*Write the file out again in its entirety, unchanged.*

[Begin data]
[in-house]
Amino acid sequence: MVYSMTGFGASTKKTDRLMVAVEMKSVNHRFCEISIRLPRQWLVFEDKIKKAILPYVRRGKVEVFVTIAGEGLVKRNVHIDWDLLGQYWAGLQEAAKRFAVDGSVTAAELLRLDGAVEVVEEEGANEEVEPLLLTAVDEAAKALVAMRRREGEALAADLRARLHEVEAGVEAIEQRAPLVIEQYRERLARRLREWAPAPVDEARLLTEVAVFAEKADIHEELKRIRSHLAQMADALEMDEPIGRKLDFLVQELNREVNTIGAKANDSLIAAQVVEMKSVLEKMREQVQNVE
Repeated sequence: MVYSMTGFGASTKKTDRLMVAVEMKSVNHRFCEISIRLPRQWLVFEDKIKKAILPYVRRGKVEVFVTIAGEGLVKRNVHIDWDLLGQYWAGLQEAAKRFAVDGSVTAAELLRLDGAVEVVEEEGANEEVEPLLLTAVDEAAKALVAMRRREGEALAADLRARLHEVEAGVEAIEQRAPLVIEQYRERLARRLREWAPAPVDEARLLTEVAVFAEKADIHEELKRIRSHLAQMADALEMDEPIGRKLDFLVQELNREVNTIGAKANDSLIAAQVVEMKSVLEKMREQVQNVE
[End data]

[in-house]
Amino acid sequence: MVYSMTGFGASTKKTDRLMVAVEMKSVNHRFCEISIRLPRQWLVFEDKIKKAILPYVRRGKVEVFVTIAGEGLVKRNVHIDWDLLGQYWAGLQEAAKRFAVDGSVTAAELLRLDGAVEVVEEEGANEEVEPLLLTAVDEAAKALVAMRRREGEALAADLRARLHEVEAGVEAIEQRAPLVIEQYRERLARRLREWAPAPVDEARLLTEVAVFAEKADIHEELKRIRSHLAQMADALEMDEPIGRKLDFLVQELNREVNTIGAKANDSLIAAQVVEMKSVLEKMREQVQNVE
Repeated sequence: MVYSMTGFGASTKKTDRLMVAVEMKSVNHRFCEISIRLPRQWLVFEDKIKKAILPYVRRGKVEVFVTIAGEGLVKRNVHIDWDLLGQYWAGLQEAAKRFAVDGSVTAAELLRLDGAVEVVEEEGANEEVEPLLLTAVDEAAKALVAMRRREGEALAADLRARLHEVEAGVEAIEQRAPLVIEQYRERLARRLREWAPAPVDEARLLTEVAVFAEKADIHEELKRIRSHLAQMADALEMDEPIGRKLDFLVQELNREVNTIGAKANDSLIAAQVVEMKSVLEKMREQVQNVE